6        while (j + k < s.Length) {
7            if (s[i+k] == s[j+k]) ++k;
8            else if (s[i+k] < s[j+k]) i = j++, k = 0;
9            else j+= k+1, k = 0;
10        }
11        return s.Substring(i);
12    }
13}

In each of the provided solutions in above mentioned languages, we initialize the variables i, j, and k. We start a while loop where the following happens:

s[i + k] and s[j + k] comparisons denote the lexicographic order of the substrings s[i:] and s[j:]. If they are equal, we increment k and the waiting for the decision. If s[i + k] > s[j + k], s[i:] is better than s[j:], so we update j to j + k + 1 to find a better string. If s[i + k] < s[j + k], s[j:] is better than s[i:]. Here, s[i:i+k+1] can't be the start part of the result, so we can safely make i = i + k + 1 or i = j to find a better string.

The time complexity is O(n) and space complexity is O(1).# Time and Space Complexity Analysis

The class Solution provided above for this problem uses an iterative approach. As a result, the time complexity would be O(n), where n is the length of the input string s. This is because every character in the string would be visited by the algorithm at most twice. As for the space complexity, since no additional dynamic space is used throughout the computation irrespective of the input size – only a constant number of integer variables are used – the space complexity would be O(1).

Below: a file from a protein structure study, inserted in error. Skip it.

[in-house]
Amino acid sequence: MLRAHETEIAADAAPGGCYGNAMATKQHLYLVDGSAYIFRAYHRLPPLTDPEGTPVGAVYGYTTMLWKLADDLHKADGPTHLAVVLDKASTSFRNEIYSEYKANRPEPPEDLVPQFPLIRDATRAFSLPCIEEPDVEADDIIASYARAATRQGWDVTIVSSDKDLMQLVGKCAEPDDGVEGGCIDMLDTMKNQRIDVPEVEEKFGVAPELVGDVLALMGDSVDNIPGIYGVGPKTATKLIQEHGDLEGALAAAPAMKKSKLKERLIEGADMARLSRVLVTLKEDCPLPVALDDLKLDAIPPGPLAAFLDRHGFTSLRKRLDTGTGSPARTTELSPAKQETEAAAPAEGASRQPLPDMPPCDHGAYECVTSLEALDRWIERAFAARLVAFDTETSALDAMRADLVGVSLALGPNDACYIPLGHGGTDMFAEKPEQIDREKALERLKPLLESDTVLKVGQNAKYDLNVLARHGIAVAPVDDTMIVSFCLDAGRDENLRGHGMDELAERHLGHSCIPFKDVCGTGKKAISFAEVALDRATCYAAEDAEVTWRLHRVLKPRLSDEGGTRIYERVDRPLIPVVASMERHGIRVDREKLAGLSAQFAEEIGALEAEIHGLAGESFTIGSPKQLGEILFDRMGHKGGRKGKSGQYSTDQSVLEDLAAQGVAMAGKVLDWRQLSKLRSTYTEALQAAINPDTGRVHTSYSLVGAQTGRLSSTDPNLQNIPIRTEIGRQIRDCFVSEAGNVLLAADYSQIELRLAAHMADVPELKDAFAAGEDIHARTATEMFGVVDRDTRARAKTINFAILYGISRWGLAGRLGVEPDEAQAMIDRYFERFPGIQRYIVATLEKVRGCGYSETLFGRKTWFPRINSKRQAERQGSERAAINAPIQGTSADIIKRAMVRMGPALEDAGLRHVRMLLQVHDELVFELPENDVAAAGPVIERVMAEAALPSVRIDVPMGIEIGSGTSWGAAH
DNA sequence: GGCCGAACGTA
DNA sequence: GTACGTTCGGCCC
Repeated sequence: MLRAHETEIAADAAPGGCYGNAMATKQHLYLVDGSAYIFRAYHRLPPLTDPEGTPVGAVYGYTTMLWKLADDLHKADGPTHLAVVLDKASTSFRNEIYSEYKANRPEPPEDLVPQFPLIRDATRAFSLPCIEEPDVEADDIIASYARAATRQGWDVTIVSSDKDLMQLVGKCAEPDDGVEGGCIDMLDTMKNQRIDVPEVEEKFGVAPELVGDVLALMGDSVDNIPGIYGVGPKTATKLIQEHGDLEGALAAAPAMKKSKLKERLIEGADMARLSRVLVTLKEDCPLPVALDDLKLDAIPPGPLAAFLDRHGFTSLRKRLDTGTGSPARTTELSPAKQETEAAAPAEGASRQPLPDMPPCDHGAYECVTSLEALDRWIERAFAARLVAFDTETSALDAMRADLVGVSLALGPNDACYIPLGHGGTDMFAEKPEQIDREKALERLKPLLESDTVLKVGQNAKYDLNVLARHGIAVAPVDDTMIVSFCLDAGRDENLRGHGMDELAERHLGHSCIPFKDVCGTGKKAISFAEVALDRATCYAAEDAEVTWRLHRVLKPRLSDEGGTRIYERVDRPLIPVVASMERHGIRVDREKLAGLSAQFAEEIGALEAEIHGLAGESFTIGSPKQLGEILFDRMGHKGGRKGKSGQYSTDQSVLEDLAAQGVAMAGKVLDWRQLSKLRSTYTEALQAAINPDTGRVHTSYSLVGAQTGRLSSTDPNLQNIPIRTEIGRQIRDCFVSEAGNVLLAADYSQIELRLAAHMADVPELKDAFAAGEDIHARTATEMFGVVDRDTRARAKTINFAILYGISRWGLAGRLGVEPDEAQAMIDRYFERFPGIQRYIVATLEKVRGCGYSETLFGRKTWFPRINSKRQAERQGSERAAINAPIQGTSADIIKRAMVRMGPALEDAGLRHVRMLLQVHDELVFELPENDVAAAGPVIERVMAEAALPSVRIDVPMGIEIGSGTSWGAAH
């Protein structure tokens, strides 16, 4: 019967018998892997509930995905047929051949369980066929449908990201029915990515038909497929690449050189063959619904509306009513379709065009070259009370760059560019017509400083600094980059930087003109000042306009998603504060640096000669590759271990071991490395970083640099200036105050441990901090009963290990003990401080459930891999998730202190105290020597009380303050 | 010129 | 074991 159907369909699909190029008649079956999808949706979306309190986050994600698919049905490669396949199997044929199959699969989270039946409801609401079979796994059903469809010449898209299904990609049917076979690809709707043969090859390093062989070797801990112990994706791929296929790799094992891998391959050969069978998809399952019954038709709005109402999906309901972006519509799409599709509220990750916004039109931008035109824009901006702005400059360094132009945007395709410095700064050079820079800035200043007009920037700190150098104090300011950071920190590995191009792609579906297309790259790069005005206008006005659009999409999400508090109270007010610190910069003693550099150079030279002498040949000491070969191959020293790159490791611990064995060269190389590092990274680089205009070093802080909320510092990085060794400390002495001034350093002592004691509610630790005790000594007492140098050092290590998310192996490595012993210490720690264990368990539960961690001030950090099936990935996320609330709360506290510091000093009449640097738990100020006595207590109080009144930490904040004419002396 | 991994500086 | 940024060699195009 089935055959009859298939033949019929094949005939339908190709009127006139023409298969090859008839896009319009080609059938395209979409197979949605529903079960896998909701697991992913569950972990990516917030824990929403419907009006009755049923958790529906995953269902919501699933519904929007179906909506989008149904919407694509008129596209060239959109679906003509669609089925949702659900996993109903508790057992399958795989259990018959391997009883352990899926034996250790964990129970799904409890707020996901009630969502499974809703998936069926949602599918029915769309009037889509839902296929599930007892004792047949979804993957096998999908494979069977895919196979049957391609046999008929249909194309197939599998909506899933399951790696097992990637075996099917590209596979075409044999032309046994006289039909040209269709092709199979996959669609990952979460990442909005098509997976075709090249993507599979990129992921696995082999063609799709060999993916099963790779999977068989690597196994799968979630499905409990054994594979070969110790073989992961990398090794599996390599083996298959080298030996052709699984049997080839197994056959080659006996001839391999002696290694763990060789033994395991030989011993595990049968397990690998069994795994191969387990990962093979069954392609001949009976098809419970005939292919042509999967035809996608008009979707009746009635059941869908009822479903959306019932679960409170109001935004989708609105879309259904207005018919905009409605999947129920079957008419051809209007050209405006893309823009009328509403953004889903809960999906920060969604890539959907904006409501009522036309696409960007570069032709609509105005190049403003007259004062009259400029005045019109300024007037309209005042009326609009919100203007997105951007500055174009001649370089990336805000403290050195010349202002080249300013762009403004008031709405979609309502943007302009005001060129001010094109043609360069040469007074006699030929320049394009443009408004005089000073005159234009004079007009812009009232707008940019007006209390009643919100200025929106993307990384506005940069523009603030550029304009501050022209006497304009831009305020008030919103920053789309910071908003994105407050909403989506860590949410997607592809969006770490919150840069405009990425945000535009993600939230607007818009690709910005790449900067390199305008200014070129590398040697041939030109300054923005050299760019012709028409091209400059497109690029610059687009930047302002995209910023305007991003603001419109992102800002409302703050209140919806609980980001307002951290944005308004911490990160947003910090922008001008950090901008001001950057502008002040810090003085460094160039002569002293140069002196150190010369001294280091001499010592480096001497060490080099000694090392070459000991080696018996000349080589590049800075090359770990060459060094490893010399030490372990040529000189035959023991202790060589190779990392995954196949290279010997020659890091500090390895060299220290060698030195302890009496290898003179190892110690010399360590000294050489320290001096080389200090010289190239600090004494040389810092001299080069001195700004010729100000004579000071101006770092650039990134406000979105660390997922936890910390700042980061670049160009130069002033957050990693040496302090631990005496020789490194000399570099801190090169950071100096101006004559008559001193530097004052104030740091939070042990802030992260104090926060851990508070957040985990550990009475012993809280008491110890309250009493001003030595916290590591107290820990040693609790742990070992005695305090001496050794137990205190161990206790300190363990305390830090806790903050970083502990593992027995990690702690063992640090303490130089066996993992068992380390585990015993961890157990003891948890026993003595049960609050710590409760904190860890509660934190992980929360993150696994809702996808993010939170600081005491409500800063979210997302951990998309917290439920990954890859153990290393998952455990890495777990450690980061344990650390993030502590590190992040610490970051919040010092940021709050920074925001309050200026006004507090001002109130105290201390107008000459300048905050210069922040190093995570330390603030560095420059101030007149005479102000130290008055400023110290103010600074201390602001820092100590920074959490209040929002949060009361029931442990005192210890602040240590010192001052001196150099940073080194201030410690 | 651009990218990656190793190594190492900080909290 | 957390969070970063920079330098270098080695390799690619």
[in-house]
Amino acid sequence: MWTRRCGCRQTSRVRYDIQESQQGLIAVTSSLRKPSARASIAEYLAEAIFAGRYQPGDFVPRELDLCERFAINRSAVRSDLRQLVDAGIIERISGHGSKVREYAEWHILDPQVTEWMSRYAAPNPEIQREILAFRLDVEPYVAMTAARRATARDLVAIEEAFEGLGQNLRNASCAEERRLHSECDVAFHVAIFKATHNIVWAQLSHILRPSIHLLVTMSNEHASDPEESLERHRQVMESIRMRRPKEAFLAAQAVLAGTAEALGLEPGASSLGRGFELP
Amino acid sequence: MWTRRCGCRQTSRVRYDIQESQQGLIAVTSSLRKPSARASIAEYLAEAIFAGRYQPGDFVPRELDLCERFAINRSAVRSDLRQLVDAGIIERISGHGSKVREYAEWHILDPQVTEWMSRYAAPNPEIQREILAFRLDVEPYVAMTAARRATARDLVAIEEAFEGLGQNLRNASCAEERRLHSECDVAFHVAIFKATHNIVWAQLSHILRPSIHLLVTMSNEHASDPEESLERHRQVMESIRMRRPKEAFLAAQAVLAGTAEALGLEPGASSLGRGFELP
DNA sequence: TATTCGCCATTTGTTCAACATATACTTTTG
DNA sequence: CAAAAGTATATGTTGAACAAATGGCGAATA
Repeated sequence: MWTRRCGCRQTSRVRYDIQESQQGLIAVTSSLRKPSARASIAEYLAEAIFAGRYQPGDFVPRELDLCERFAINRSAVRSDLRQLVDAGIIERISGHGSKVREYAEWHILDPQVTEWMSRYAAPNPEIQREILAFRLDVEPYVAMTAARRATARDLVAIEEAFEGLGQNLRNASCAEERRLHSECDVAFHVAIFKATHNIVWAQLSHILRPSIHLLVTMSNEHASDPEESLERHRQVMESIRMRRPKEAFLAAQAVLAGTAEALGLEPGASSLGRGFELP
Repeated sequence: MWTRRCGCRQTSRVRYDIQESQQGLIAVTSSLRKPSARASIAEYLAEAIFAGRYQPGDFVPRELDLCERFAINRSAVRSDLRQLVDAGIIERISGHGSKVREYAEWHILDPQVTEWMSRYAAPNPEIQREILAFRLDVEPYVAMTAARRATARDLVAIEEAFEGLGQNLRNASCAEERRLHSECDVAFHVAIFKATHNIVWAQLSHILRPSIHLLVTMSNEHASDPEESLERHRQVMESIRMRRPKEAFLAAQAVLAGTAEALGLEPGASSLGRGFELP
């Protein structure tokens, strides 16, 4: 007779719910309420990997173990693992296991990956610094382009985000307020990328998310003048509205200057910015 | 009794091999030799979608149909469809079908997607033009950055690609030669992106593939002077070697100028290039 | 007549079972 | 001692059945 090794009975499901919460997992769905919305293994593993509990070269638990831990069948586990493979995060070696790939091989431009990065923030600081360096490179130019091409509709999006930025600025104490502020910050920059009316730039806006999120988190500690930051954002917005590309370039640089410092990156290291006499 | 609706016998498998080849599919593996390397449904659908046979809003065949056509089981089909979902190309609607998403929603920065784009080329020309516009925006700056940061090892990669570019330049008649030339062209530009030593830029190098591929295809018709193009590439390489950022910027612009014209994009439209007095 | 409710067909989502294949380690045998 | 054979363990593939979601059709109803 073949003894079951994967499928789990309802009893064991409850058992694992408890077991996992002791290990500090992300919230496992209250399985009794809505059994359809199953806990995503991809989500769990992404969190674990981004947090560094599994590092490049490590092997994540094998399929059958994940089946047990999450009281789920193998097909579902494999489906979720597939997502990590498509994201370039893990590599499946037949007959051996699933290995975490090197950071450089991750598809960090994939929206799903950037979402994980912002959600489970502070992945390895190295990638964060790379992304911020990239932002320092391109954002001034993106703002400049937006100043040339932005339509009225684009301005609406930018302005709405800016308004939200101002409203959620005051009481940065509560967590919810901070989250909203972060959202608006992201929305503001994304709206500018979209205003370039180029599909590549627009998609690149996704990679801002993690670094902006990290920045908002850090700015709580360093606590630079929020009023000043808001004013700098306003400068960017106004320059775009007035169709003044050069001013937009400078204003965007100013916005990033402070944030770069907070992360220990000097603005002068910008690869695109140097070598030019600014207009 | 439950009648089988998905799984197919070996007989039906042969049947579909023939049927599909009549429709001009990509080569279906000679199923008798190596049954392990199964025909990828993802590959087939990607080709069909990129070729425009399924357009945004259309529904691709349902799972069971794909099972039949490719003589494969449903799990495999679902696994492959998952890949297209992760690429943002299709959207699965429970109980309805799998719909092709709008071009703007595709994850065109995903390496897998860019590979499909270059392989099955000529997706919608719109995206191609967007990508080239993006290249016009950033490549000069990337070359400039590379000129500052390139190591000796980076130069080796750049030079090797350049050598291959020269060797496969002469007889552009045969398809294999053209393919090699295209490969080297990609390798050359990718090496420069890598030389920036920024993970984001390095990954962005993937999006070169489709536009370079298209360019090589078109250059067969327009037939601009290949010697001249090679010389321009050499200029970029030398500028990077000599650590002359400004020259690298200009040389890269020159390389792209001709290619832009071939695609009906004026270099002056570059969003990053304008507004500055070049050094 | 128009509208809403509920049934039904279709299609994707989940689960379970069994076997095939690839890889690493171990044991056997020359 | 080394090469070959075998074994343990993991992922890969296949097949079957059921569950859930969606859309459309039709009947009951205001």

The efficiency of this solution is desirable as it can handle large strings without a significant increase in execution time or memory usage, unlike the brute-force method which has a time complexity of O(n^2). This method would generate all the substrings, sort them in lexicographical order and return the highest string, thus consuming substantially more computational resources.